What We’ve Learned About the Coronavirus

I happened to catch a bit of this episode of The Daily, entitled What We’ve Learned About the Coronavirus.

It’s an interesting summary of where things are, now that we’ve many months into the whole pandemic. It seems like we’re in this in-between place, where we’ve recognized the threat of Coronavirus… and what we’re now doing about it, several months in.

There are some fascinating points in this podcast, which I’d like to share:

…there was a Nobel Prize-winning economist at N.Y.U. who proposed that, if we had 30 million tests a day, we could literally use this as a way to completely reopen the economy. And that would mean everybody who’s in contact with other people in an office would have to be tested every day, and we’d need rapid results. And it would cost, he figured, about 1.5 billion dollars per week.

But he said, you know what, that’s a whole lot less than lockdown has been costing us. We could completely reopen the economy if we could test 30 million people a day. And we’d save money by having the old economy going again. Now, the logistics of doing that is wildly unimaginable.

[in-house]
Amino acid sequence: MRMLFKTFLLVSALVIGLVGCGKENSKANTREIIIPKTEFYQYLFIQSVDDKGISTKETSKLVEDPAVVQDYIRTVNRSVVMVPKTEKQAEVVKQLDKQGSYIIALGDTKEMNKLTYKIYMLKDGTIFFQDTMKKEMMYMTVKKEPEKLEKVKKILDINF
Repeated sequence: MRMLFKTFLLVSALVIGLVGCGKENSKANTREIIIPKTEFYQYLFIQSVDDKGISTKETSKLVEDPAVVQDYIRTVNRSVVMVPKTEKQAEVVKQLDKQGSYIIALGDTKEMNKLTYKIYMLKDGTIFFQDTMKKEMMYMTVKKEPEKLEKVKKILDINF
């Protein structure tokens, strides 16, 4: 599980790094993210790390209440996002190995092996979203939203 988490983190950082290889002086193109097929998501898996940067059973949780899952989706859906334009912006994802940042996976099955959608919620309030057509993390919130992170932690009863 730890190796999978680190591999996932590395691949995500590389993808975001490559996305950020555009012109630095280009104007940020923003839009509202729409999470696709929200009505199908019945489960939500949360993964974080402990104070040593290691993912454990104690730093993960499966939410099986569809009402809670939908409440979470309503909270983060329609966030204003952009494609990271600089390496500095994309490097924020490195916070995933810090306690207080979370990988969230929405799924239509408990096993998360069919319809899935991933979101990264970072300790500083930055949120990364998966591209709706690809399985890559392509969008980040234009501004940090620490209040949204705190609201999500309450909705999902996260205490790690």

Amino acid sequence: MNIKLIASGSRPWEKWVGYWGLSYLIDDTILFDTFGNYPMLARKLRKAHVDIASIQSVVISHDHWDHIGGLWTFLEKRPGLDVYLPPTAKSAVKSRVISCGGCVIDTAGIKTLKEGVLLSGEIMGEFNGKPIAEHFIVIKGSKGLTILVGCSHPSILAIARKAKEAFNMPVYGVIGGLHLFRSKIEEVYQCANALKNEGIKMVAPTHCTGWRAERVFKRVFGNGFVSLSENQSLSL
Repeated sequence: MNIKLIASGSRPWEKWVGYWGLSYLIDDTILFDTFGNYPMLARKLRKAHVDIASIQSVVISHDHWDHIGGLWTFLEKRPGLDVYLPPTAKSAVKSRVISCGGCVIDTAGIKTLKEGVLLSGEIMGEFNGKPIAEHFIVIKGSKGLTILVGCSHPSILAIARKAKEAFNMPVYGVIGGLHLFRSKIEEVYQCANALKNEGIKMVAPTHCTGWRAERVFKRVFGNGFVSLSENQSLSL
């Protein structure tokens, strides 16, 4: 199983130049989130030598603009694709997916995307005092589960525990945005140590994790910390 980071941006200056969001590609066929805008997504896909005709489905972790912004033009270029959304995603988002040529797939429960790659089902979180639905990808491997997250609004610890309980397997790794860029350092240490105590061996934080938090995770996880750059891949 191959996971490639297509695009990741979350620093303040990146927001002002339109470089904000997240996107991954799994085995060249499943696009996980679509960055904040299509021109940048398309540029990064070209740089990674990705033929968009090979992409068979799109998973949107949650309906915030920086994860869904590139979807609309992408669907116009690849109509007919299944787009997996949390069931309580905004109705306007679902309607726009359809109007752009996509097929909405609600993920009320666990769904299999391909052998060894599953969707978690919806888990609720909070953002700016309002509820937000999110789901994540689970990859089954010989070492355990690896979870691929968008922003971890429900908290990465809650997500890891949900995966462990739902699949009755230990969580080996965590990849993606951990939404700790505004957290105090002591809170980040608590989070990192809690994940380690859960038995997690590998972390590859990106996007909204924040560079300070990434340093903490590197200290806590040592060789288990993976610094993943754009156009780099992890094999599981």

The proposal from the N.Y.U. economist has been put in the crazy ideas box for now. And yet, people who have really studied this stuff think of it as, wow — crazy, but good.

When host Michael Barbaro is told that we are seeing 1,000 deaths a day and 20,000 new infections a day… Barbaro asks: “is that a good number, or a bad number?”

That’s a terrible number. I mean, 1,000 deaths a day from this? 20,000 new infections a day? I mean, that’s not an epidemic you have under control. You know, we don’t talk about it that way, but that’s a rapidly spreading epidemic. Now, we may become complacent about that, we may sort of accept that as the new norm. And that may lull us into a sense of complacency when fall arrives. And that’s a worry. And that’s why I’m so eager for treatment or vaccine to hurry up, hurry up, hurry up.

You can listen to this episode online.

[photo credit: Misha Friedman]

I Have No Idea How We’re Doing Anymore

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